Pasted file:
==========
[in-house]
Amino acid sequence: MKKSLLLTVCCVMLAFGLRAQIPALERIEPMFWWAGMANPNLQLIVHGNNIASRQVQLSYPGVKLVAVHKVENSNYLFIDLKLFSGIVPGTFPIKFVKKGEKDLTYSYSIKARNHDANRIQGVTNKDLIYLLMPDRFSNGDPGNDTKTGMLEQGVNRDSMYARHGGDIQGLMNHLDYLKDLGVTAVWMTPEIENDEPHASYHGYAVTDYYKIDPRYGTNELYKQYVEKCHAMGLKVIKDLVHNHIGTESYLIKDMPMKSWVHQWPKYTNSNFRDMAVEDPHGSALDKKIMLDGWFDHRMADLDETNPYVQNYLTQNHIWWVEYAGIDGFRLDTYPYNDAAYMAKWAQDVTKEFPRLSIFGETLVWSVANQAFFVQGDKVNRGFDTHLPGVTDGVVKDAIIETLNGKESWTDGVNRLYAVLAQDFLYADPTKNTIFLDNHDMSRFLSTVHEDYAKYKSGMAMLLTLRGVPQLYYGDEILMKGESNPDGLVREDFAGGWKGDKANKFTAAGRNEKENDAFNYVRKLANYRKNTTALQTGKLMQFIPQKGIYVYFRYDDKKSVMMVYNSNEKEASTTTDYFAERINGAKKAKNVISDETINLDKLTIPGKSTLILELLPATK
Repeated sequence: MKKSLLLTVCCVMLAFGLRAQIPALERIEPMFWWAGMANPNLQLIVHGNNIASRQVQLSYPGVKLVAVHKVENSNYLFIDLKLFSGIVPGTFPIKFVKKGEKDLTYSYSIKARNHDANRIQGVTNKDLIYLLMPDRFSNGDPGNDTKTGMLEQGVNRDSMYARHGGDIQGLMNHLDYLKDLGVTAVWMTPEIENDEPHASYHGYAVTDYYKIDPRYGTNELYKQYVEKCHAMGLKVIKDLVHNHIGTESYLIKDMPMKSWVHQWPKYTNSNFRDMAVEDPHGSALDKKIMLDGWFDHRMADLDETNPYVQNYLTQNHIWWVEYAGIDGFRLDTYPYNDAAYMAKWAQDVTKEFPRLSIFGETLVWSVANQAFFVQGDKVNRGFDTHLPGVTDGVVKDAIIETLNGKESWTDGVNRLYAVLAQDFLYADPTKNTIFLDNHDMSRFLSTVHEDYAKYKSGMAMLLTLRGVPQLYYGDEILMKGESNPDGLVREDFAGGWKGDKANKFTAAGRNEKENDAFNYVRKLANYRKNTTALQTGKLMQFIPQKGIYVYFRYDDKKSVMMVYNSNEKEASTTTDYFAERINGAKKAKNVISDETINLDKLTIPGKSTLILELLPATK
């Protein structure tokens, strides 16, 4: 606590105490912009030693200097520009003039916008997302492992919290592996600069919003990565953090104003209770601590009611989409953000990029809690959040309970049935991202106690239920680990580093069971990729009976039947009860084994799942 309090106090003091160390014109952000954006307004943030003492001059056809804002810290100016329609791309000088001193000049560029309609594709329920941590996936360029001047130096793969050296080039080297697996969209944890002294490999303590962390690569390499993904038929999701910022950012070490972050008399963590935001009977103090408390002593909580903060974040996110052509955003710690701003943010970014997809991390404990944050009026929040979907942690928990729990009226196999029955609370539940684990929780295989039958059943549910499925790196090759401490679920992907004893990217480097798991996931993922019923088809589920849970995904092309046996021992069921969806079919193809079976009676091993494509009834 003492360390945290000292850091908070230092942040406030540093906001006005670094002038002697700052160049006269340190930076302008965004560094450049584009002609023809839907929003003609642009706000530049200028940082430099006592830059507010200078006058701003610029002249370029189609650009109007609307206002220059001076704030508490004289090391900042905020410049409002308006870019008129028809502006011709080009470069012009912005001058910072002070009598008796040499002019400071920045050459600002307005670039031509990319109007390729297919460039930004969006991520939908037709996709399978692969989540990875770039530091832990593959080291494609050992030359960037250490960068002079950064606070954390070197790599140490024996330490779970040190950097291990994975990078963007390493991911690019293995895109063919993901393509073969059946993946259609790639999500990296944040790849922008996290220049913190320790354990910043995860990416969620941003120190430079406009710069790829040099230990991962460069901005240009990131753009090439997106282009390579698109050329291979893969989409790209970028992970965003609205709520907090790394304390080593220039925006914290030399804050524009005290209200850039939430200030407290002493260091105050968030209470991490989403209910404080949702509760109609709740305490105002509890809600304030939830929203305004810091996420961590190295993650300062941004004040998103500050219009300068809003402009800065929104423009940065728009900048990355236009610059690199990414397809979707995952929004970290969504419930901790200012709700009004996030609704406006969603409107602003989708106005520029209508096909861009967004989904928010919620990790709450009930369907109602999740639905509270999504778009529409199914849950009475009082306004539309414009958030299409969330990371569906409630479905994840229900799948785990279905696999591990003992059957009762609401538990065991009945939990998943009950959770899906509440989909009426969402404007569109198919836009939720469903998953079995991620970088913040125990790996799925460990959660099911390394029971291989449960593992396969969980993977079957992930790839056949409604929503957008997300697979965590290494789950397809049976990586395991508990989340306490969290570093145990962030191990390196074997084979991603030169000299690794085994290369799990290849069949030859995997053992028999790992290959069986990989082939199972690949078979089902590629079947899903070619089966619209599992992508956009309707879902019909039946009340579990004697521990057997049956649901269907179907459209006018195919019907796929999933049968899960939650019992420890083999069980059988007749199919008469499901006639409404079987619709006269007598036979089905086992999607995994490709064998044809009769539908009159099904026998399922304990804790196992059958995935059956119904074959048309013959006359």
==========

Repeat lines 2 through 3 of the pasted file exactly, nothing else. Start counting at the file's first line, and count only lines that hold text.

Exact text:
Amino acid sequence: MKKSLLLTVCCVMLAFGLRAQIPALERIEPMFWWAGMANPNLQLIVHGNNIASRQVQLSYPGVKLVAVHKVENSNYLFIDLKLFSGIVPGTFPIKFVKKGEKDLTYSYSIKARNHDANRIQGVTNKDLIYLLMPDRFSNGDPGNDTKTGMLEQGVNRDSMYARHGGDIQGLMNHLDYLKDLGVTAVWMTPEIENDEPHASYHGYAVTDYYKIDPRYGTNELYKQYVEKCHAMGLKVIKDLVHNHIGTESYLIKDMPMKSWVHQWPKYTNSNFRDMAVEDPHGSALDKKIMLDGWFDHRMADLDETNPYVQNYLTQNHIWWVEYAGIDGFRLDTYPYNDAAYMAKWAQDVTKEFPRLSIFGETLVWSVANQAFFVQGDKVNRGFDTHLPGVTDGVVKDAIIETLNGKESWTDGVNRLYAVLAQDFLYADPTKNTIFLDNHDMSRFLSTVHEDYAKYKSGMAMLLTLRGVPQLYYGDEILMKGESNPDGLVREDFAGGWKGDKANKFTAAGRNEKENDAFNYVRKLANYRKNTTALQTGKLMQFIPQKGIYVYFRYDDKKSVMMVYNSNEKEASTTTDYFAERINGAKKAKNVISDETINLDKLTIPGKSTLILELLPATK
Repeated sequence: MKKSLLLTVCCVMLAFGLRAQIPALERIEPMFWWAGMANPNLQLIVHGNNIASRQVQLSYPGVKLVAVHKVENSNYLFIDLKLFSGIVPGTFPIKFVKKGEKDLTYSYSIKARNHDANRIQGVTNKDLIYLLMPDRFSNGDPGNDTKTGMLEQGVNRDSMYARHGGDIQGLMNHLDYLKDLGVTAVWMTPEIENDEPHASYHGYAVTDYYKIDPRYGTNELYKQYVEKCHAMGLKVIKDLVHNHIGTESYLIKDMPMKSWVHQWPKYTNSNFRDMAVEDPHGSALDKKIMLDGWFDHRMADLDETNPYVQNYLTQNHIWWVEYAGIDGFRLDTYPYNDAAYMAKWAQDVTKEFPRLSIFGETLVWSVANQAFFVQGDKVNRGFDTHLPGVTDGVVKDAIIETLNGKESWTDGVNRLYAVLAQDFLYADPTKNTIFLDNHDMSRFLSTVHEDYAKYKSGMAMLLTLRGVPQLYYGDEILMKGESNPDGLVREDFAGGWKGDKANKFTAAGRNEKENDAFNYVRKLANYRKNTTALQTGKLMQFIPQKGIYVYFRYDDKKSVMMVYNSNEKEASTTTDYFAERINGAKKAKNVISDETINLDKLTIPGKSTLILELLPATK